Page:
The Arab conquest of the Iberian Peninsula came after the 711s. The inhabitants of the conquered cities adopted the religion of the victors. This conversion to Islam offered slaves the possibility of freeing themselves. Islam, the Arabic language and culture, gained importance even if, simultaneously, there were revolts on the part of the Hispano-Roman populations allied with Christian lords. Conversion to Islam may explain the shift to updating anthropological values on the surface of the site, which was followed by a process of building.
Let us look, once again, at the example of Lisbon (called Aschbouna in the Arab period). According to historian Irisalva Moita, “the urbanization that appeared with the Romans was then reinforced by the Muslims. The latter enhance the potential of this site by building a fortified city according to the canons of Islamic planning”. Thus, the Arabs undertook a recovery of previous cultures by updating the urban space. Arab rule lasted from 714 to 1147, in the form of a walled city. We can distinguish several successive stages, in the updating of the urban structure during the Arab period, such as:
• The reconstruction of previously existing fortified structures;
• The formation of the Almedina district;
• The installation of the Muslim aristocracy on the southern slope of the São Jorge hill. In the 8th century, the so-called Moura wall, which surrounds the city, separated the fortified castle or Alcáçova from the Alfama district;
• The creation of the quarters of Alfella, in Arabic "what has been enlarged", and Alfungera, meaning the "place where water is abundant", or "source", to the east of Alcáçova;
• The construction of the main gate called the “Iron Gate”, located in front of the Mosque entrance;
• The foundation of a cemetery located at the height of the “Sea Gate”, to the east of the city;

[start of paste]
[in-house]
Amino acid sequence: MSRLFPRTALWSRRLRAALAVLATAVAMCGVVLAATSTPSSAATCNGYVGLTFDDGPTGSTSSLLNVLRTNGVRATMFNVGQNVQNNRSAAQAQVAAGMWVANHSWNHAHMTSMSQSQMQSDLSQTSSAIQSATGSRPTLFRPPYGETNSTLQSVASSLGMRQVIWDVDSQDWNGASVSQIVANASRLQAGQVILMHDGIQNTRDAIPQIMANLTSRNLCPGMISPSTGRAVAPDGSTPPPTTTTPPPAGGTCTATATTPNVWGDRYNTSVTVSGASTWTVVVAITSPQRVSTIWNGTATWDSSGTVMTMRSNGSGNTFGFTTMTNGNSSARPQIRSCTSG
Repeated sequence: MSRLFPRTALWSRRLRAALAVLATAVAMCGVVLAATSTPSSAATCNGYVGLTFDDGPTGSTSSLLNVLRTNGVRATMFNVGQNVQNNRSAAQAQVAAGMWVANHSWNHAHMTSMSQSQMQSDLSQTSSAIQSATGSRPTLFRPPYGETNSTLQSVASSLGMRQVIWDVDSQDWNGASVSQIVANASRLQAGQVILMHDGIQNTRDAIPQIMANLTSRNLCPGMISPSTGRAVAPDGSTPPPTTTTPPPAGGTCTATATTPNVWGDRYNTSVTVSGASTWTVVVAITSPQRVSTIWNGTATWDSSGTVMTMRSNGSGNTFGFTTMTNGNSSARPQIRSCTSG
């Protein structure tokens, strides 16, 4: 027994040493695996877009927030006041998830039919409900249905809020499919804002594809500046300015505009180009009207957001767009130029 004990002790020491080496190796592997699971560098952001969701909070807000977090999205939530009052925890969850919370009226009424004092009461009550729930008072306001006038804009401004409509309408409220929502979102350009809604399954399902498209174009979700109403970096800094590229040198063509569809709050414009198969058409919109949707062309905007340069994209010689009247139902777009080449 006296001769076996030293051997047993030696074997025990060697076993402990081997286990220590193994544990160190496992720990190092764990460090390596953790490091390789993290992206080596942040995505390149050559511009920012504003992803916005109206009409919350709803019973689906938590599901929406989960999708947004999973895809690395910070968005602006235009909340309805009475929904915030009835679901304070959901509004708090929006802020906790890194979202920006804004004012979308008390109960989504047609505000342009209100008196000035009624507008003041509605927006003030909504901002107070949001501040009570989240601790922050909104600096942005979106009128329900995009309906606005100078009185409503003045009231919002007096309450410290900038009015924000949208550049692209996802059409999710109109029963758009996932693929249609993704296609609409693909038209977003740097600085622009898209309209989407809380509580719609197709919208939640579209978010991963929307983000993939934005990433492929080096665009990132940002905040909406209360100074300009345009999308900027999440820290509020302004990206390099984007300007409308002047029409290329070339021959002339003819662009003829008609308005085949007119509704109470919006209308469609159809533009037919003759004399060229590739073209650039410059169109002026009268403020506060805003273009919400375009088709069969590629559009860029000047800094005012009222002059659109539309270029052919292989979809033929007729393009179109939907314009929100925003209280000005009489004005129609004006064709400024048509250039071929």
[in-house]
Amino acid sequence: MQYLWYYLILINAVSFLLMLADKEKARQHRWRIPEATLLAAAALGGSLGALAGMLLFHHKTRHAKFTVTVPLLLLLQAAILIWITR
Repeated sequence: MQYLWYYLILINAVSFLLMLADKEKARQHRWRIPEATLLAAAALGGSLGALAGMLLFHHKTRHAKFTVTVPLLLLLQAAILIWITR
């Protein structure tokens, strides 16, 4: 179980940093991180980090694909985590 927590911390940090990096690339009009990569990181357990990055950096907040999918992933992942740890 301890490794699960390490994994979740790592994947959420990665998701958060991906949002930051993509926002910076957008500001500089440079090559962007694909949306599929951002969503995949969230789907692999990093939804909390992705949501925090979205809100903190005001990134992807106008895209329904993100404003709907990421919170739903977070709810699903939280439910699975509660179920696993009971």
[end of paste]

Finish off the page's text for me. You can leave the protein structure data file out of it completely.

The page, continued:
• The reconstruction of the public baths district, at the same location as the old Roman baths, near the “Alfama gate”;
During the Arabic occupation, the territory underwent recovery that was allocated to the “main pole of the living”. P – “Political”; R – “Religious”; Pe – “People”
Source: © 2021 by Isabel Marcos
Aschbouna is now divided into two centres, Political and Religious, both located on the hill of São Jorge, inside the city walls. To the north is the Political domain (the Alcaçova Castle), the place allocated to the “military” and “administrative” classes. To the south is the Arab village of Almedina. In its centre, was located the main mosque, the religious domain and space of the “priestly” class, also dedicated to education. Around it was the Production domain, space of both the class of “traders” and of “producers”.
At the time of the Reconquest by the Portuguese, in 1147, Aschbouna and the surrounding villages abounded with all kinds of resources: wheat fields, vineyards, vegetable gardens, olive groves, fruit trees, hunting, beehives, fish and seafood, natural salt. Gold, iron and silver were also found in these areas (hence mines and processing industries), especially in the Sintra region. According to historians, Aschbouna was richer than the Indian Sea.